This report describes the results of a process, outcome, and cost evaluation of the Cass County/Leech Lake Band of Ojibwe Wellness Court, with the overall goal of carrying out a credible and rigorous evaluation of Minnesota’s driving-while-intoxicated court programs.
This report presents the results of a process, outcome, and cost evaluation of the Cass County/Leech Lake Band of the Ojibwe Wellness Court, in Minnesota. The purpose of performing a process evaluation was to establish whether the driving-while-intoxicated (DWI) court program has the basic components needed to be effective; the main purpose of performing an outcome evaluation was to determine whether the DWI court program has improved participant outcomes; and the main purposes of a cost analysis for this study were to determine the cost of the program and to determine if the costs due to criminal justice and other outcomes were lower due to DWI court participation. The cost evaluation was designed to address the following four study questions: how much each DWI court program cost and what the average investment per agency was in a DWI court participant case; what the one- and two-year cost impacts on the criminal justice system and the average cost of criminal justice recidivism per agency for DWI court participants compared to the traditional court system; what the cost-benefit ratio is for investment in the DWI court; and what the cost of the lag time between arrest and DWI court entry is. The report describes evaluation details and outcomes in each of the three sections corresponding to the process, outcome, and cost evaluations.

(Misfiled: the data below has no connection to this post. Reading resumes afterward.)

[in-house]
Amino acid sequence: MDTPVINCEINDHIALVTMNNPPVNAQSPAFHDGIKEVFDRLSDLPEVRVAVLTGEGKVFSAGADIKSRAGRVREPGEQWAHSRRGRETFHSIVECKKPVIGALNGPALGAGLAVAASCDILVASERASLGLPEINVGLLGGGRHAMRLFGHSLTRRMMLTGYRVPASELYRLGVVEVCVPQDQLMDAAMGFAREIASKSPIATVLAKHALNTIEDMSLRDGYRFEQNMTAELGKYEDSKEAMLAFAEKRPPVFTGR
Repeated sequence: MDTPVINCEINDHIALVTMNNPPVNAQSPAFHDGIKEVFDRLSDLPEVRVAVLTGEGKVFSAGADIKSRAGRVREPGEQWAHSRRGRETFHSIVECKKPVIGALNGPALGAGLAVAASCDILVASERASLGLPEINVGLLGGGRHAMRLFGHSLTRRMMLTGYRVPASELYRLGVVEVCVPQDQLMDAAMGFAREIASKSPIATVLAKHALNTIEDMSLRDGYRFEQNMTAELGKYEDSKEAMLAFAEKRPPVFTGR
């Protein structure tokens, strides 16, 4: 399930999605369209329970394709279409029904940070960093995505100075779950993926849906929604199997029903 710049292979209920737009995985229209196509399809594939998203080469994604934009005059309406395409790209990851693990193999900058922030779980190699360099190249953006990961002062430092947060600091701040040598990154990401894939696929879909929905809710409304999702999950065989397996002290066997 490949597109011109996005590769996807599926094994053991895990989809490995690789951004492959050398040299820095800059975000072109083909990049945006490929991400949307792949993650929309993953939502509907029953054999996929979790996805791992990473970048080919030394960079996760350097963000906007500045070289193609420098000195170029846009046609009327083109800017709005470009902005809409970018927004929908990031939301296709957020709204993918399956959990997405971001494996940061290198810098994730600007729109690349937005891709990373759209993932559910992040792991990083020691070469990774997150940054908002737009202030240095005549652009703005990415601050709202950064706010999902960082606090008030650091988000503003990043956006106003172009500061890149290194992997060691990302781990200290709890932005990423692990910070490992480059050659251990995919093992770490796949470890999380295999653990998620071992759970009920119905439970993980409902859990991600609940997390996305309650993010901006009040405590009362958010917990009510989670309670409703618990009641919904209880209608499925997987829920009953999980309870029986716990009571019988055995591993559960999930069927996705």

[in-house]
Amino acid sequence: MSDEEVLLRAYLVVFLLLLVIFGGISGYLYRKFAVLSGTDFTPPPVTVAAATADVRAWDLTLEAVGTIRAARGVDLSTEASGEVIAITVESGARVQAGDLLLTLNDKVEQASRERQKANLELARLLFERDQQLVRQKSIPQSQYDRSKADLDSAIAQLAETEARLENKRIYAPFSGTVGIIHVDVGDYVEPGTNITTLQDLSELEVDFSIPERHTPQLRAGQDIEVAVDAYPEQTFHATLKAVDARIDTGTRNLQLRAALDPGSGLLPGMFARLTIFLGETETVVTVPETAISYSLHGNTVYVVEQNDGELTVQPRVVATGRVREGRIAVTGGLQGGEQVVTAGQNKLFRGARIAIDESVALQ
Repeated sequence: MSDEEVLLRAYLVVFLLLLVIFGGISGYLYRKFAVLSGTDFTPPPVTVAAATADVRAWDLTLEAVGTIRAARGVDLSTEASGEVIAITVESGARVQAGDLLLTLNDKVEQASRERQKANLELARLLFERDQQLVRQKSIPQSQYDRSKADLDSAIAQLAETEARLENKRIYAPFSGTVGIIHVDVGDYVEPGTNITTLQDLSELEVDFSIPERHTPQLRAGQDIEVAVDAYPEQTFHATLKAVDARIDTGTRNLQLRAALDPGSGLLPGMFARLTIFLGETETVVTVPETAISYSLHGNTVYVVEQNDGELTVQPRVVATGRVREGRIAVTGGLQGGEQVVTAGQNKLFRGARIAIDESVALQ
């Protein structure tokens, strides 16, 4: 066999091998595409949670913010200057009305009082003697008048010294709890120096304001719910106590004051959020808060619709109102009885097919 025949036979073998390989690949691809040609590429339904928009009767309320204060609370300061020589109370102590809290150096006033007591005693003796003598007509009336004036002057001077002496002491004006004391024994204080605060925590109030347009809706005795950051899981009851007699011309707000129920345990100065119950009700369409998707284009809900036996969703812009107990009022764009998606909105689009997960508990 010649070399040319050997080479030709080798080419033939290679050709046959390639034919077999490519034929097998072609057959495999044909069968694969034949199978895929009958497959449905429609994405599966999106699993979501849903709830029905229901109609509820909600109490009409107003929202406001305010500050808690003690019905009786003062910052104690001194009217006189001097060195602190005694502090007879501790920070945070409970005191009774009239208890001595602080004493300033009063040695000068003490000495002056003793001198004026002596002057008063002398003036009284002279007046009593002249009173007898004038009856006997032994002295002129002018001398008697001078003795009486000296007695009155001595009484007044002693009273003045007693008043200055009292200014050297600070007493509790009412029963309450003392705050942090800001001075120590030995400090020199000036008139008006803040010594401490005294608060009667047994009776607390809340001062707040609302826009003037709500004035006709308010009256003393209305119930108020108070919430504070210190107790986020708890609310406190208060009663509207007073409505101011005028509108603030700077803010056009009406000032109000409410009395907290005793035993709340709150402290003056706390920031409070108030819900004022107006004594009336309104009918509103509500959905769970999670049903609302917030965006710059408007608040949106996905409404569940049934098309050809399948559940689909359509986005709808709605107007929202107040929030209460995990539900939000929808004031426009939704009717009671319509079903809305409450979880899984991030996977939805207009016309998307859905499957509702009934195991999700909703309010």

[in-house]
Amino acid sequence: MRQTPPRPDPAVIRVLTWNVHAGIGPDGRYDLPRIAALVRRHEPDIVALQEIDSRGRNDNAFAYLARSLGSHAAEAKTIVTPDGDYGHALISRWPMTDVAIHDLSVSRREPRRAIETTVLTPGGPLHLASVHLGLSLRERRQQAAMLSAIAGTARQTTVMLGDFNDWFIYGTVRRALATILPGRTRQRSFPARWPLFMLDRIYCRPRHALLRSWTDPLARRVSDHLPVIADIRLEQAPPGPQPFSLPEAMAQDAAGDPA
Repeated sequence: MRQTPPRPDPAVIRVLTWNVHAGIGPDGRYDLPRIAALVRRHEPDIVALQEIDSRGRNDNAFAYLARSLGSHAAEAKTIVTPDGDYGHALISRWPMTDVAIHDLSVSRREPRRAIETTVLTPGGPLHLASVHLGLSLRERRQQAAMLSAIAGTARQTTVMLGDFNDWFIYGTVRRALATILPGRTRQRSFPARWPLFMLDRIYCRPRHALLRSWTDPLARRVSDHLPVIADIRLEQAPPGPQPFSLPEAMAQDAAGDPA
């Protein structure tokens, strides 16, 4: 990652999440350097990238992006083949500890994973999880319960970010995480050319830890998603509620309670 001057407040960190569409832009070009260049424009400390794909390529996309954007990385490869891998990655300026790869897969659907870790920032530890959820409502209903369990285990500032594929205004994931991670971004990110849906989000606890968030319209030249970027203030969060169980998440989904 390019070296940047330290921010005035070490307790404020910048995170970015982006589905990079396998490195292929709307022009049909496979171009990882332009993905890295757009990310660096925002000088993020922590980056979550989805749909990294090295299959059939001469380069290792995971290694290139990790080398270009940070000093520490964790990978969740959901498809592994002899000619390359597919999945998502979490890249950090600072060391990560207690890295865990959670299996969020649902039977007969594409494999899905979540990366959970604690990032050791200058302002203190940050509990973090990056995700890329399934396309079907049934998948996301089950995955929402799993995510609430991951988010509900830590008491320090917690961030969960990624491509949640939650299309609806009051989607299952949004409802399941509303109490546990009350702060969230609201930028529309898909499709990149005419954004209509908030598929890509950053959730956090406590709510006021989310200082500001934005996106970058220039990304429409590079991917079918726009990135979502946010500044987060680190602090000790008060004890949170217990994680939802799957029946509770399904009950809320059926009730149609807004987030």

- Applying an empirically derived effect size distribution to benchmark the practical magnitude of interventions to reduce recidivism in the USA
- Gender in the Courtroom Workgroup: Understanding the Relationship Between the Composition of Workgroups and the Gender Gap in Punishment
- Police, courts, and corrections: Experiences of procedural injustice among Black adults